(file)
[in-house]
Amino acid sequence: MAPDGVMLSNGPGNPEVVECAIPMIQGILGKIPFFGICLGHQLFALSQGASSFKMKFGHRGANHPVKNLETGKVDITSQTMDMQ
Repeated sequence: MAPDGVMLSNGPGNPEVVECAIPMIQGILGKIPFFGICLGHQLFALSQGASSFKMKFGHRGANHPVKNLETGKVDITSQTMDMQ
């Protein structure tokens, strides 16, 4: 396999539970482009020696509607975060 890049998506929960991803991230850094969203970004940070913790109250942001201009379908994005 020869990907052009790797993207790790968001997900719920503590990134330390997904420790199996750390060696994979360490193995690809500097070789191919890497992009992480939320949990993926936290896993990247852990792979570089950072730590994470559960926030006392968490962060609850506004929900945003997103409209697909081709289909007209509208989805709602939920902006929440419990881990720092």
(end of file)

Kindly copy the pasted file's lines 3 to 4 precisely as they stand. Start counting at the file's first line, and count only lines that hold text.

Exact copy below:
Repeated sequence: MAPDGVMLSNGPGNPEVVECAIPMIQGILGKIPFFGICLGHQLFALSQGASSFKMKFGHRGANHPVKNLETGKVDITSQTMDMQ
């Protein structure tokens, strides 16, 4: 396999539970482009020696509607975060 890049998506929960991803991230850094969203970004940070913790109250942001201009379908994005 020869990907052009790797993207790790968001997900719920503590990134330390997904420790199996750390060696994979360490193995690809500097070789191919890497992009992480939320949990993926936290896993990247852990792979570089950072730590994470559960926030006392968490962060609850506004929900945003997103409209697909081709289909007209509208989805709602939920902006929440419990881990720092």